“What I’m worried about is a tsunami of private contributions that could come flooding in to influence the outcome,” Johnson posited.

“I would be a yes if I thought the study would be objective, but I don’t see there’s any way,” said Sen. Fred Girod, R-Stayton, a dentist. “I think right now we’re a bunch of lemurs heading off the cliff, and you’re going to have a bunch of lemurs doing the study.”

In fact, HB 2828 came about because that unfunded 2013 study only attracted about $50,000 in pledges and donations, too little to do a study. As Dembrow explained later to The Lund Report, the $300,000 in state money will be enough for the Oregon Health Authority to move forward with the study. And if any additional private donations were to influence the outcome, it would defeat the purpose of the study and discredit the outcome, which is informational and non-binding.

“I think we will be prepared to go forward with the study with the $300,000, and money we’ve already raised. The more we put into the study, the more the researchers will be able to answer,” Dembrow said. “The results of the study won’t do any good if they’re perceived to be tainted. We’re hoping it will put forward credible, Oregon-focused information.”

“That’s enough to do a good study,” agreed Dr. Sam Metz, a Portland anesthesiologist who has had the difficult task of soliciting private funds since 2013. “Most of the Legislature who are aware of the study know that it’s a value.”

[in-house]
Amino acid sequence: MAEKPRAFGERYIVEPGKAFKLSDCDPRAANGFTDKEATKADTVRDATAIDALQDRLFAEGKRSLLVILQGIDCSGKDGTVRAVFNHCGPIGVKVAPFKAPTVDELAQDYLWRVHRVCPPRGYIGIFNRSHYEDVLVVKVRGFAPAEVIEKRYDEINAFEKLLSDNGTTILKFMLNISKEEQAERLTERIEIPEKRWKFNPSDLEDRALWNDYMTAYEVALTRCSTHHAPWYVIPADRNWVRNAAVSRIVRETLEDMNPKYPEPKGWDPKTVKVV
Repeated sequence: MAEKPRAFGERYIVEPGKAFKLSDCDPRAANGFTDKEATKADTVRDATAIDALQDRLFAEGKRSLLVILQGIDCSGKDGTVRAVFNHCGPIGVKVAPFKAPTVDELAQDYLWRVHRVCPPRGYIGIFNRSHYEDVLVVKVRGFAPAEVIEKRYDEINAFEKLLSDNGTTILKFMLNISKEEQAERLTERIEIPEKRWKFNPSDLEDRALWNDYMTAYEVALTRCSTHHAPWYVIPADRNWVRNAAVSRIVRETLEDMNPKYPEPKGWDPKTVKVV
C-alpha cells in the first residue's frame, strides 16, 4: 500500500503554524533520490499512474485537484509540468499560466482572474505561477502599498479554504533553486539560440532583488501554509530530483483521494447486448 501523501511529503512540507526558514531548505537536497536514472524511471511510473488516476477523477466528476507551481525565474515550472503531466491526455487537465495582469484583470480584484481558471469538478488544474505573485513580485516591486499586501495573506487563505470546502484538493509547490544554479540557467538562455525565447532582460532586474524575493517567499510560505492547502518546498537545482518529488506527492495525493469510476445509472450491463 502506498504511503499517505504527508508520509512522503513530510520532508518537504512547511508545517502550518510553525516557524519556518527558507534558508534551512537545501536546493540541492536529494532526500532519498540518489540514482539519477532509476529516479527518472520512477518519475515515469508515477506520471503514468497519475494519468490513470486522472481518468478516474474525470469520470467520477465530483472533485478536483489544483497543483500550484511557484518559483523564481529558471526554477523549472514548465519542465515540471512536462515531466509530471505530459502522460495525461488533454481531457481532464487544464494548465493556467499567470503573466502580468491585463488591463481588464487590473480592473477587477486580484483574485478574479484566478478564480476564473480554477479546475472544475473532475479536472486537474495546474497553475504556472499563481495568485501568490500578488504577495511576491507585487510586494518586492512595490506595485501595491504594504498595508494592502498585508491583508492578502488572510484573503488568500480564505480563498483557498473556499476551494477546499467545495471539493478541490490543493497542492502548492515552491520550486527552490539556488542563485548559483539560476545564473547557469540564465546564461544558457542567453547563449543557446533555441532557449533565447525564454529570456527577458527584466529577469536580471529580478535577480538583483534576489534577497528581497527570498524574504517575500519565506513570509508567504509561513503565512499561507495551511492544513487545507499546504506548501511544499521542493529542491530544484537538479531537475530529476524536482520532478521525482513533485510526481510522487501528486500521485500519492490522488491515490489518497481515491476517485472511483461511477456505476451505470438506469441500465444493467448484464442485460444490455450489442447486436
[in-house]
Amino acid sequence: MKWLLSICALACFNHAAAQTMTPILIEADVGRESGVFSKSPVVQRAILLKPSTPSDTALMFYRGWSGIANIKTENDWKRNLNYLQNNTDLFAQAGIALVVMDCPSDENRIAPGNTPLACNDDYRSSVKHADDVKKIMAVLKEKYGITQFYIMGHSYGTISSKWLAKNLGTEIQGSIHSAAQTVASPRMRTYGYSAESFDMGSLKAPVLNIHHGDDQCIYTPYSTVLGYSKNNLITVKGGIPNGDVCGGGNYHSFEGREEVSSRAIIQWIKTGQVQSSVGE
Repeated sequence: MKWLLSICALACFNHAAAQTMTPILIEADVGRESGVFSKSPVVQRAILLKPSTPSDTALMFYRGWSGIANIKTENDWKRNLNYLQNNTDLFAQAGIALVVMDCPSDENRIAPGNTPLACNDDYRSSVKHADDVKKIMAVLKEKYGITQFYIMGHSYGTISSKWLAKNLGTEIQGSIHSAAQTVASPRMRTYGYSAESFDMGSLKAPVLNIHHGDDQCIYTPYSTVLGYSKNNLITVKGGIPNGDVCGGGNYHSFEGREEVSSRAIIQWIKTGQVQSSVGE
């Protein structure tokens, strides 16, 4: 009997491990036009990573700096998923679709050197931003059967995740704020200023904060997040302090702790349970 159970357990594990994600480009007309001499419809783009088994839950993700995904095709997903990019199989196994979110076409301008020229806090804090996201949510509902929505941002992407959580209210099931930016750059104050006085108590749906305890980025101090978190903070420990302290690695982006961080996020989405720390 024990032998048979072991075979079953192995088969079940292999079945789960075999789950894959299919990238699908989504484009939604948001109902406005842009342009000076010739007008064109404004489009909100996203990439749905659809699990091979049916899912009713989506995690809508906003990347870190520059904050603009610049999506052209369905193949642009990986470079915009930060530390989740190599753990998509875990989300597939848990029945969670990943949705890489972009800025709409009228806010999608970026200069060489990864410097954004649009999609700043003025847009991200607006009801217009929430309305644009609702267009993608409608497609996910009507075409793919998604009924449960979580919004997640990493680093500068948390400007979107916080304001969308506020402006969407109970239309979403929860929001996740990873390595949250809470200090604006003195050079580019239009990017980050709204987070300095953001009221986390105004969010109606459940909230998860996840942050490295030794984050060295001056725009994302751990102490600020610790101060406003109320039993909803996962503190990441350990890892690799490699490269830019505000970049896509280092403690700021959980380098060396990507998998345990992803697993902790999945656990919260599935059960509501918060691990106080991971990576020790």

Dembrow said since a lot of scholarship has already been completed on healthcare financing in the United States, the researchers could piggyback on that work, although with more money, they could do a more thorough analysis. The study could possibly be conducted by healthcare researchers at Oregon State University,by another university or by health financing experts at a private firm such as Wakely Consulting, but any contract would be awarded through an open bidding process.

The concept for a study has a much more bipartisan history than what appeared at Monday’s hearing, when just one Republican, Sen. Jackie Winters of Salem, supported the measure. In 2013, Johnson as well as two Republicans who are now on the Ways & Means Committee supported an unfunded predecessor health financing study, Sen. Bill Hansell of Pendleton and Rep. Gene Whisnant of Sunriver.